Ask Caroline, a Macmillan Nurse working with people who have Leukaemia, Myelodysplasia...
Jane is a haematology nurse with extensive experience in stem cell and bone marrow...
I've never really been on this site before but the past few weeks I've lived on it!!
My MIL has terminal cancer and it has now spread to her Bone Marrow and the Dr has suggested SCT for her but I can't find anything online about the success of this with a patient who already has TC.
My MIL is a strong lady but the past few weeks she has had to have at least 1/2 bags of blood a day and a bag of platelets too, her readings aren't going above 8 (not too sure what this refers to) and her heart rate is over 100, she is clammy all the time and gets out of breath at the smallest movements like getting up or going to the loo.
She has been in hospital for 3 weeks now and had to beg to come home to sort some stuff out, her Dr asked for her to sign a DNR as she is prone to a heart attack at any time and internal bleeding too.
All I'm really asking is for some information/advice on what to expect in the next few months in regards to treatment and how my MIL will be before/during/after treatment.
Thanks in advance xx
welcome to the stem cell transplant forum although of course sorry to hear about your mother in law and why you have joined.
You haven’t said what sort of cancer your mother in law has which may be useful as stem cell transplants can be given for different types of cancer.
I had acute lymphoblastic leukaemia and had an allo transplant (from a donor) which was six years ago. The treatment for a SCT can be tough but it is doable and by the sounds of things your mother in law is a fighter.
if you could let us know what sort of cancer your mother in law has then I am sure as a forum we can offer you lots of support and information to help you and your mother in law.
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It's Bone Marrow Cancer - that's all I know at the minute, this was confirmed today by her Dr.
She still has tumours in her spine, liver and spleen, it started off as breast cancer 9 years ago,
Hi sorry to hear this,
hopefully the doctor will be able to tell you the type of bone marrow cancer your mother in law has as there are a few types..
There is information here that Macmillan provide for stem cell transplants which may be a good place to start..
With regards to what to expect that will depend on the timeframe that they are looking to do the SCT and also the time it takes to find a match on the donor register if they are looking at an allogenic transplant (cells from someone else) or an auto SCT (using your own cells).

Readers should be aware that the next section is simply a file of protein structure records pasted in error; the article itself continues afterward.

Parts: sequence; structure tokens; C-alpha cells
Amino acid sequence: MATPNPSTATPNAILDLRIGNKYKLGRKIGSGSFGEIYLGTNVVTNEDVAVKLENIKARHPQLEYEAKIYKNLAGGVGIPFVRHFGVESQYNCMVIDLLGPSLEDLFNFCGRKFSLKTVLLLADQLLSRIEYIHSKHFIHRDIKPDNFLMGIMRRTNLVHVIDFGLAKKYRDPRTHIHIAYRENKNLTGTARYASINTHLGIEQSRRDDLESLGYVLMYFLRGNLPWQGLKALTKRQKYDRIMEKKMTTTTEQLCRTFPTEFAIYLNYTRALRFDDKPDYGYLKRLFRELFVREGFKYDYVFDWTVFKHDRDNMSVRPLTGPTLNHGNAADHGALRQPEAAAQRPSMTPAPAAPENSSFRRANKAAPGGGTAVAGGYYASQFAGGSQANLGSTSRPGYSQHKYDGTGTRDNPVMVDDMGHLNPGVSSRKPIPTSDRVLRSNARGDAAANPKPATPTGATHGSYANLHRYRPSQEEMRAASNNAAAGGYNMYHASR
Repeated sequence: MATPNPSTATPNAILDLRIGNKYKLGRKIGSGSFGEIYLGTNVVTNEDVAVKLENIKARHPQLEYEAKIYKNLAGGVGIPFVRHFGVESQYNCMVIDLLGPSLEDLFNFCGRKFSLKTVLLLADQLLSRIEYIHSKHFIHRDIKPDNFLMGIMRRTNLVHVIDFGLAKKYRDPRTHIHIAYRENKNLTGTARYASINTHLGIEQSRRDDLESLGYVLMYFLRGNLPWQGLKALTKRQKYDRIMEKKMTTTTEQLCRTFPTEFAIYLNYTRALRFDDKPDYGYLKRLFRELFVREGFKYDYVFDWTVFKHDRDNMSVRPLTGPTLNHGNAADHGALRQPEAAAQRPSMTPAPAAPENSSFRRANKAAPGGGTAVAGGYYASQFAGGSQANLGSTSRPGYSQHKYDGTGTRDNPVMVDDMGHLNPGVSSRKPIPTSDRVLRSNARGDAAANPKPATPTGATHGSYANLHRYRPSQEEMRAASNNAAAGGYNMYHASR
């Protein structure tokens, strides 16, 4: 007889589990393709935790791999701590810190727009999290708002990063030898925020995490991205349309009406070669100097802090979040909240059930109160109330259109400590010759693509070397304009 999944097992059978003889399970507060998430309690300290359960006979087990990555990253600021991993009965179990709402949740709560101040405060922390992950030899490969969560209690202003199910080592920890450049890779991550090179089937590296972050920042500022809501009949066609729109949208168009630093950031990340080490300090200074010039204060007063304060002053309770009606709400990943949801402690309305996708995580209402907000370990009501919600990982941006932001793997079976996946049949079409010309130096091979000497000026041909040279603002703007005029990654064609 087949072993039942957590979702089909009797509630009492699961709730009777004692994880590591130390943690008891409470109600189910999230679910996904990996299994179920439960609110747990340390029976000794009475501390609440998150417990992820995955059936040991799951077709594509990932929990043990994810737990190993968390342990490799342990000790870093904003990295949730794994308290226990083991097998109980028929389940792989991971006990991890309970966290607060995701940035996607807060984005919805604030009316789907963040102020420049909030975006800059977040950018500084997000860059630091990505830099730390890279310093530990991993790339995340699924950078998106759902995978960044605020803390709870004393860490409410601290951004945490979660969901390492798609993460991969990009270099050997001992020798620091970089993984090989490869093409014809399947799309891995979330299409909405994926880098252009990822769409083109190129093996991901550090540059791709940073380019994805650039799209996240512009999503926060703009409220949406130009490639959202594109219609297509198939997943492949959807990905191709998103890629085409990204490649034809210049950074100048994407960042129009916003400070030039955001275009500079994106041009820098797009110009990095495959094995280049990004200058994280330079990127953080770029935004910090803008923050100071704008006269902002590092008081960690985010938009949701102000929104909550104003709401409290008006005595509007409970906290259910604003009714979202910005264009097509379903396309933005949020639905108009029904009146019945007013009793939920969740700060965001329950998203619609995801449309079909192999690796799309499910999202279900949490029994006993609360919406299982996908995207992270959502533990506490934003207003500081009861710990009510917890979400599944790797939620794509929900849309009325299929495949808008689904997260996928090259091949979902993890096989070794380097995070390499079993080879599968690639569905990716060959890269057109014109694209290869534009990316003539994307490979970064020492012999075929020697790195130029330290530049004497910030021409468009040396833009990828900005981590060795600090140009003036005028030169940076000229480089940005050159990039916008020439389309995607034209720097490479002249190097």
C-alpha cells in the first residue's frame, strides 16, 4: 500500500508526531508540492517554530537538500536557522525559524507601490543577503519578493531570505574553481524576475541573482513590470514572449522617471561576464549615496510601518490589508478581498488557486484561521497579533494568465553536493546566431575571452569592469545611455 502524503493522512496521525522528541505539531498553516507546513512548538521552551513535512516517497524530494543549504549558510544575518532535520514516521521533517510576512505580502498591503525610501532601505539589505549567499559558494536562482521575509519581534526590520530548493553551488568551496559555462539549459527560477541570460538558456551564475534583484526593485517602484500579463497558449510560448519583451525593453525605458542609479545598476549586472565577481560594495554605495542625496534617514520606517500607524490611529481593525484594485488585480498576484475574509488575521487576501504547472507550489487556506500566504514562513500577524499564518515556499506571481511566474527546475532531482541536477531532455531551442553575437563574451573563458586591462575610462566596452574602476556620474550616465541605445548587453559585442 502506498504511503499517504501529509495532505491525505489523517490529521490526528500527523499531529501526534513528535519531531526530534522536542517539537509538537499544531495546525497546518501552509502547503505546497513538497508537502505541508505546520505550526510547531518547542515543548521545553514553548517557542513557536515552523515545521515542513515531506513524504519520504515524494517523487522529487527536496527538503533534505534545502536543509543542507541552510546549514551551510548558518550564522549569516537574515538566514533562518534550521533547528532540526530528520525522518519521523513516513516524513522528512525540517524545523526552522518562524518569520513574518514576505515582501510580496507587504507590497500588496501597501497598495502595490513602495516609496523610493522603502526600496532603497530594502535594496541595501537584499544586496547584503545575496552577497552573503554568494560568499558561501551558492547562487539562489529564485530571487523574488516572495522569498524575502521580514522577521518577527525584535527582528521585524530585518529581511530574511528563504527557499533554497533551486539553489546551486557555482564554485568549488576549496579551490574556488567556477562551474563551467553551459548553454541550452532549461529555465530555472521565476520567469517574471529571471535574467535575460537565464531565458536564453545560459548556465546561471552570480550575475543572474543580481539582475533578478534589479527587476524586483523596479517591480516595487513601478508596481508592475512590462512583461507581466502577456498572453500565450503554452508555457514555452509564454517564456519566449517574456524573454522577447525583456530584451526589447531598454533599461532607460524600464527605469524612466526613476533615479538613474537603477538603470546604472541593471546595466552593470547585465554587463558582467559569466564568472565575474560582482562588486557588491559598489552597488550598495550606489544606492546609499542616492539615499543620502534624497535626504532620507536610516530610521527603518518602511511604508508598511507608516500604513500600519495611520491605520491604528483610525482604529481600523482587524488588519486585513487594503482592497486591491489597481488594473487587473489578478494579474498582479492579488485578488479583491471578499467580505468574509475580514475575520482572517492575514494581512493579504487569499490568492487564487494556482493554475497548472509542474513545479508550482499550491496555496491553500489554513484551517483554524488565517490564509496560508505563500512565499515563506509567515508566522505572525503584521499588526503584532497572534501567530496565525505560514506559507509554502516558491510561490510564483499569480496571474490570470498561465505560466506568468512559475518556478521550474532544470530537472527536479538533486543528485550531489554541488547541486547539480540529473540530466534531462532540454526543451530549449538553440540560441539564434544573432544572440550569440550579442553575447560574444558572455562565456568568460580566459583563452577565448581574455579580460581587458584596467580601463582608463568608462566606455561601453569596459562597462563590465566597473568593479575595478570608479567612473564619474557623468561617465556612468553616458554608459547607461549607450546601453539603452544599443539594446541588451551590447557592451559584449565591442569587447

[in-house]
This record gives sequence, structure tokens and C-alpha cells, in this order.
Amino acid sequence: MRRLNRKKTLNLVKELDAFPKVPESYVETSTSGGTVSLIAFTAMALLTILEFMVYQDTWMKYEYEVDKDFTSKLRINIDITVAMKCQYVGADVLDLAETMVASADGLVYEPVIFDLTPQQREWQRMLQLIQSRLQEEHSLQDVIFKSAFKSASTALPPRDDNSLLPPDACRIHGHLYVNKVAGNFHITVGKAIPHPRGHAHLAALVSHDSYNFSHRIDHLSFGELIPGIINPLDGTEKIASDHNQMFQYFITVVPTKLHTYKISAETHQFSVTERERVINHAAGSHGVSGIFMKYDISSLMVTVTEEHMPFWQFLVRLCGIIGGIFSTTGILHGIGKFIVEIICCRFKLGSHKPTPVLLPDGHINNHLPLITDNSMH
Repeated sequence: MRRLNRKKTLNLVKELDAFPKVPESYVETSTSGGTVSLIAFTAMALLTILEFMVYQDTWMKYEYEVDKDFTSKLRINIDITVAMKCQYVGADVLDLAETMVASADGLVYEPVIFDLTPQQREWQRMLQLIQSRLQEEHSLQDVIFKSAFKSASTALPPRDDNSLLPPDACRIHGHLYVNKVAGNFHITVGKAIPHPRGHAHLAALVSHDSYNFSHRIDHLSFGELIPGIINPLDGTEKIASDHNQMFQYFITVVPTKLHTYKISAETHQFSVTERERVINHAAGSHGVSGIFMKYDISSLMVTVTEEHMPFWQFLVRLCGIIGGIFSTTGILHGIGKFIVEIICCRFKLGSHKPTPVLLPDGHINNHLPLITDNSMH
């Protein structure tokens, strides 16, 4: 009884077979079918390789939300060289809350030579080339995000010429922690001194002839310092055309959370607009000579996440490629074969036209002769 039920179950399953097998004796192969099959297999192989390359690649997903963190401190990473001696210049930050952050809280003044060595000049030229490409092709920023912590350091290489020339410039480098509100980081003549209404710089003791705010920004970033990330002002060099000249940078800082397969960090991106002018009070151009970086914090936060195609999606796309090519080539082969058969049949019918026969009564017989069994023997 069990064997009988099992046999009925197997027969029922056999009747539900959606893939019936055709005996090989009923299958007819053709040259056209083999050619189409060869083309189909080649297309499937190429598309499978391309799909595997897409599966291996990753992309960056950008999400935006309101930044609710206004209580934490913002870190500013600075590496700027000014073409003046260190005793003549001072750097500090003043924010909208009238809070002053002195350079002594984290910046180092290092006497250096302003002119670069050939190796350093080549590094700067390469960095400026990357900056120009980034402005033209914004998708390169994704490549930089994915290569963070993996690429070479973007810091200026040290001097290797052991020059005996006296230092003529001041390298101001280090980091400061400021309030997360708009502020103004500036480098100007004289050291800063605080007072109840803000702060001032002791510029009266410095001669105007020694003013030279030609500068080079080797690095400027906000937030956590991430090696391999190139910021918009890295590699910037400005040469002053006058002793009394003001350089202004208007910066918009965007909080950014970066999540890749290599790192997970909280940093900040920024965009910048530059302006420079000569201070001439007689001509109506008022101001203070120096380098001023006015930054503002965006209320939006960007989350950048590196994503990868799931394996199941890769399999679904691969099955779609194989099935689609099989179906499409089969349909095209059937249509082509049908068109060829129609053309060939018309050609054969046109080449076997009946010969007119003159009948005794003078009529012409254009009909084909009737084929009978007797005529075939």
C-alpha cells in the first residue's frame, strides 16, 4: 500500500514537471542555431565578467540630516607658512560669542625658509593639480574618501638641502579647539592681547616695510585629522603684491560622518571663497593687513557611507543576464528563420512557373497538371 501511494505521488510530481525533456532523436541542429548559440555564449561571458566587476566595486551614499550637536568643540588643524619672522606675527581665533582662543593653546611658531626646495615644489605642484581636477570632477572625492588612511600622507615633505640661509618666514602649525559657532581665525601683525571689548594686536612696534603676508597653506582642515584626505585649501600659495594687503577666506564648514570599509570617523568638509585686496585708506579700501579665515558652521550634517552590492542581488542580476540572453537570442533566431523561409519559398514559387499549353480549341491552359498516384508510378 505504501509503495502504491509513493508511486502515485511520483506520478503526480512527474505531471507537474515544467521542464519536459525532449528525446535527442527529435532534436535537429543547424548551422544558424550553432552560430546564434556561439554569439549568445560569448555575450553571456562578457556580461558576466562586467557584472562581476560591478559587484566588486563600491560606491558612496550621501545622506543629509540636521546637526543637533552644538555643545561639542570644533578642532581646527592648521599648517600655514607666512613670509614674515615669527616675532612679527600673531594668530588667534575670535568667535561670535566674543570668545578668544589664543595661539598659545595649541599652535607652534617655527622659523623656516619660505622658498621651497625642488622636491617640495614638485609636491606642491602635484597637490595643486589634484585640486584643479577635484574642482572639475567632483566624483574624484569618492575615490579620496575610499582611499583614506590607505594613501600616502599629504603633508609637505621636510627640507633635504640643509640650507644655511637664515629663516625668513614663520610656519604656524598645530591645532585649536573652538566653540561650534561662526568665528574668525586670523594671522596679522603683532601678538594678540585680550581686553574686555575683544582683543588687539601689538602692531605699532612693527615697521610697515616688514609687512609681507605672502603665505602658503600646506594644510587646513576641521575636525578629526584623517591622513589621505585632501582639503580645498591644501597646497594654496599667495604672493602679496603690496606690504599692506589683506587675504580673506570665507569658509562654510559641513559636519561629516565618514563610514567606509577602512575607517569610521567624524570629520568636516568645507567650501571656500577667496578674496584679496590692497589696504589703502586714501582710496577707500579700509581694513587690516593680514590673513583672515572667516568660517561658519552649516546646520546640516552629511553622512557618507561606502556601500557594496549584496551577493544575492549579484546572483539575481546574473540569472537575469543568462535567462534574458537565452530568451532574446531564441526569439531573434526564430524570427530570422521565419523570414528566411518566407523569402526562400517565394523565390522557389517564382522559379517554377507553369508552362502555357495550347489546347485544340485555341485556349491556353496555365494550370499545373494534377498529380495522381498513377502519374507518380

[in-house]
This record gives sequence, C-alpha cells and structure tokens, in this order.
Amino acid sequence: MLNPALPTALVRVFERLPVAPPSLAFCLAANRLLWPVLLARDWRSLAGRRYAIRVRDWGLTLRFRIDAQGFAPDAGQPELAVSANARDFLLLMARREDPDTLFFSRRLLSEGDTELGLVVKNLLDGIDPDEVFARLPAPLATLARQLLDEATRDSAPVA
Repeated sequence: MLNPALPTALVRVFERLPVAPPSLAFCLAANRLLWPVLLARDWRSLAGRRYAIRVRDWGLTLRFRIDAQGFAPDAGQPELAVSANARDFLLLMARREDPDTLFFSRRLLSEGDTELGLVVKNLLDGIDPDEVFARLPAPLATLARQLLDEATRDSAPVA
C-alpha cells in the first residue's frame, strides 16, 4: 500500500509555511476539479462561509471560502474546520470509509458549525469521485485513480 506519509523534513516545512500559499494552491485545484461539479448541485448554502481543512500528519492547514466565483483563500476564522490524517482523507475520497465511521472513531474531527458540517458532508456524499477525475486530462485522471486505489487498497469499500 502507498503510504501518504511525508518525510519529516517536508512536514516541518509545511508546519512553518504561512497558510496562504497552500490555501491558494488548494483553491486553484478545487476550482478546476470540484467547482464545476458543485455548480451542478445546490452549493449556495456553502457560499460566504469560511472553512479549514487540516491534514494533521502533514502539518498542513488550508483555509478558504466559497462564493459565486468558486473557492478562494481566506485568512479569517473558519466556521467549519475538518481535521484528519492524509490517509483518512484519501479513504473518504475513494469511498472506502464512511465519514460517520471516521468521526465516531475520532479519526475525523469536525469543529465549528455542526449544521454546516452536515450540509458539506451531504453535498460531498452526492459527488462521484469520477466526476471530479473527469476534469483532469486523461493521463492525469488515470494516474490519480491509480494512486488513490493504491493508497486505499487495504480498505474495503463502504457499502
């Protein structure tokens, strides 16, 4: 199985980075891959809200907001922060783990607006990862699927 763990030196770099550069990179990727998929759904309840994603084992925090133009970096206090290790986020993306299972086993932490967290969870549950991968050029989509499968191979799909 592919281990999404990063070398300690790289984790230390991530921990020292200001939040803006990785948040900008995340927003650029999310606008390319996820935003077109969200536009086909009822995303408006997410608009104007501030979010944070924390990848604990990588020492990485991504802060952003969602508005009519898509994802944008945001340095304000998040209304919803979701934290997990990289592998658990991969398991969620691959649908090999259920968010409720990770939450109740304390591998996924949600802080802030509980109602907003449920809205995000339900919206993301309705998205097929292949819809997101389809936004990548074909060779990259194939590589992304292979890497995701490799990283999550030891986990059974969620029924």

Have they said which sort of SCT your mother will need?
In short there is a period of conditioning to remove the bodies own bone marrow cells and immune system followed by giving the stem cells which then provide healthy cells to form new marrow and production of healthy blood cells.
Following that it is hoping the new marrow and cells do what they should and also keeping a close eye in the way the cells interact with your body if it is an allogenic transplant, as you then have a new immune system from someone else..
it takes time but assuming it all goes well the results are very good.
A second welcome to our corner of the Online Community.
I am so sorry to hear about your mother in law, this is such a hard time for all the family.
Like Paul, I have been through Stem Cell Transplant (SCT) - in fact I had two using Stem Cells from my Brother.
Has her team given any indication as to what type of SCT she would aim for? There are two basic types, an Auto SCT where they get your MIL in remission and harvest her own cell, use more chemo to kill her Bone Marrow and give her clean cells back to regrow a new Bone Marrow, or an Allo SCT where the Stem Cells come from a marched Donor? There occasions that Bone Marrow is used instead of Stem Cells.
As Paul has said, the SCT journey can be rather rough on the person as the chemo used can often be very strong..... but do-able.
The one thing to get clear information on is the risk against quality of life as the post SCT journey can be long and hard work.
You may want to post a question to Jane, our Nurse who has experience in Stem Cell Transplant and post SCT aftercare.
Keep posting as we will do our best to help you out.
Mike - Thehighlander
It always seems impossible until its done - Nelson Mandela
I'm really sorry, my husband got it wrong, my MIL is actually going to be given Hormone replacement instead. How he got it so wrong is beyond me!! But how does this help with the cancer and the terminal illness? I'm so confused as to what's going on and what can happen on it. Is it prolonging or maintaining or making her more comfortable?
All the best to her as her treatment moves on and I do wish her and the family all the best.
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